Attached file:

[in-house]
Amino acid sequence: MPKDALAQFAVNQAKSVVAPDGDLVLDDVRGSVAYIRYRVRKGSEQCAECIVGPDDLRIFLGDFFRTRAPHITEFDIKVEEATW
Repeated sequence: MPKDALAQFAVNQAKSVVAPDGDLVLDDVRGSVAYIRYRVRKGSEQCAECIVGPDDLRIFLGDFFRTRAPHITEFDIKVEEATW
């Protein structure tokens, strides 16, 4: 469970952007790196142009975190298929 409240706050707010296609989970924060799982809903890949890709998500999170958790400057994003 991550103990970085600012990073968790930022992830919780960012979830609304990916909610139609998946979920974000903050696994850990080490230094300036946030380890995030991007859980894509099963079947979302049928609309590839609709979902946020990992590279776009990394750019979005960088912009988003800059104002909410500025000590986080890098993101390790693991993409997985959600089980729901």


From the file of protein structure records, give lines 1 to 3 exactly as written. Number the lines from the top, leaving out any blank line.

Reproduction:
[in-house]
Amino acid sequence: MPKDALAQFAVNQAKSVVAPDGDLVLDDVRGSVAYIRYRVRKGSEQCAECIVGPDDLRIFLGDFFRTRAPHITEFDIKVEEATW
Repeated sequence: MPKDALAQFAVNQAKSVVAPDGDLVLDDVRGSVAYIRYRVRKGSEQCAECIVGPDDLRIFLGDFFRTRAPHITEFDIKVEEATW